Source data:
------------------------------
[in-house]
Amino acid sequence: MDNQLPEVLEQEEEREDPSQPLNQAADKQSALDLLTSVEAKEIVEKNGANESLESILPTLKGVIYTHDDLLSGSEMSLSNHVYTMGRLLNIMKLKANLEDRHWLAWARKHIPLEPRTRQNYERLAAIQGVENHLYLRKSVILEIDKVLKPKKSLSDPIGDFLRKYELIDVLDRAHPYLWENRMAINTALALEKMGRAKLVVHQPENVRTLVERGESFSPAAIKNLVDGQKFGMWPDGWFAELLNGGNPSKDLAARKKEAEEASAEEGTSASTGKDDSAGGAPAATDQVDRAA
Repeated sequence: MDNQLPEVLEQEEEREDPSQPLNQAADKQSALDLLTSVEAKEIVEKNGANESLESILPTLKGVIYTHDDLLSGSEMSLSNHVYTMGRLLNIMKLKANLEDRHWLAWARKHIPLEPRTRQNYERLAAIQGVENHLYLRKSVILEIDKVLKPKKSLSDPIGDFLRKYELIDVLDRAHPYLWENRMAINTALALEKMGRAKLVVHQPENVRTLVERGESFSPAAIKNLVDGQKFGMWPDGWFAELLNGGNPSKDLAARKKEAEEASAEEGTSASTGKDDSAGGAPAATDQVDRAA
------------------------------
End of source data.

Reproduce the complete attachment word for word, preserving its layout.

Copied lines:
[in-house]
Amino acid sequence: MDNQLPEVLEQEEEREDPSQPLNQAADKQSALDLLTSVEAKEIVEKNGANESLESILPTLKGVIYTHDDLLSGSEMSLSNHVYTMGRLLNIMKLKANLEDRHWLAWARKHIPLEPRTRQNYERLAAIQGVENHLYLRKSVILEIDKVLKPKKSLSDPIGDFLRKYELIDVLDRAHPYLWENRMAINTALALEKMGRAKLVVHQPENVRTLVERGESFSPAAIKNLVDGQKFGMWPDGWFAELLNGGNPSKDLAARKKEAEEASAEEGTSASTGKDDSAGGAPAATDQVDRAA
Repeated sequence: MDNQLPEVLEQEEEREDPSQPLNQAADKQSALDLLTSVEAKEIVEKNGANESLESILPTLKGVIYTHDDLLSGSEMSLSNHVYTMGRLLNIMKLKANLEDRHWLAWARKHIPLEPRTRQNYERLAAIQGVENHLYLRKSVILEIDKVLKPKKSLSDPIGDFLRKYELIDVLDRAHPYLWENRMAINTALALEKMGRAKLVVHQPENVRTLVERGESFSPAAIKNLVDGQKFGMWPDGWFAELLNGGNPSKDLAARKKEAEEASAEEGTSASTGKDDSAGGAPAATDQVDRAA